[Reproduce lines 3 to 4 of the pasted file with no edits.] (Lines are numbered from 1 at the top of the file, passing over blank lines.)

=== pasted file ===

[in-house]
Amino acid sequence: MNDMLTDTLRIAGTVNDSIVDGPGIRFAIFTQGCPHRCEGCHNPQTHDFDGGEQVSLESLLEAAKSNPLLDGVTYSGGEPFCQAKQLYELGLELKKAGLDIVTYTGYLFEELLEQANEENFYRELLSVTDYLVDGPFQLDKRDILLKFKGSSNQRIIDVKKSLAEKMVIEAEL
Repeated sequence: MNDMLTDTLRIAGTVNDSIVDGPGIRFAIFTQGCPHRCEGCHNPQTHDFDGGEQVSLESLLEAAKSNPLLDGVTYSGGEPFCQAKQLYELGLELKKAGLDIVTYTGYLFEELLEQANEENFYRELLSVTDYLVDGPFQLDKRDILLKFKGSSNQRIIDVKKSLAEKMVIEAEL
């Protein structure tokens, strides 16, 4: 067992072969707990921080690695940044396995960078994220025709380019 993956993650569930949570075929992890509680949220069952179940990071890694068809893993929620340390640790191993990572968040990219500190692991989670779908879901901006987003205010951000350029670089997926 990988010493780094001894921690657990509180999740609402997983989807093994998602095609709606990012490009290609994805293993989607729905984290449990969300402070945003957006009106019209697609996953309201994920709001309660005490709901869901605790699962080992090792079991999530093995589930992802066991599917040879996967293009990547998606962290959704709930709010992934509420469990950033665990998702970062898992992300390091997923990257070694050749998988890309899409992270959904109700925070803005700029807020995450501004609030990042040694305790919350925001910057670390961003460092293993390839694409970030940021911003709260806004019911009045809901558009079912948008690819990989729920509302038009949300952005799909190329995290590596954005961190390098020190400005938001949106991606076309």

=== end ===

Repeated sequence: MNDMLTDTLRIAGTVNDSIVDGPGIRFAIFTQGCPHRCEGCHNPQTHDFDGGEQVSLESLLEAAKSNPLLDGVTYSGGEPFCQAKQLYELGLELKKAGLDIVTYTGYLFEELLEQANEENFYRELLSVTDYLVDGPFQLDKRDILLKFKGSSNQRIIDVKKSLAEKMVIEAEL
């Protein structure tokens, strides 16, 4: 067992072969707990921080690695940044396995960078994220025709380019 993956993650569930949570075929992890509680949220069952179940990071890694068809893993929620340390640790191993990572968040990219500190692991989670779908879901901006987003205010951000350029670089997926 990988010493780094001894921690657990509180999740609402997983989807093994998602095609709606990012490009290609994805293993989607729905984290449990969300402070945003957006009106019209697609996953309201994920709001309660005490709901869901605790699962080992090792079991999530093995589930992802066991599917040879996967293009990547998606962290959704709930709010992934509420469990950033665990998702970062898992992300390091997923990257070694050749998988890309899409992270959904109700925070803005700029807020995450501004609030990042040694305790919350925001910057670390961003460092293993390839694409970030940021911003709260806004019911009045809901558009079912948008690819990989729920509302038009949300952005799909190329995290590596954005961190390098020190400005938001949106991606076309």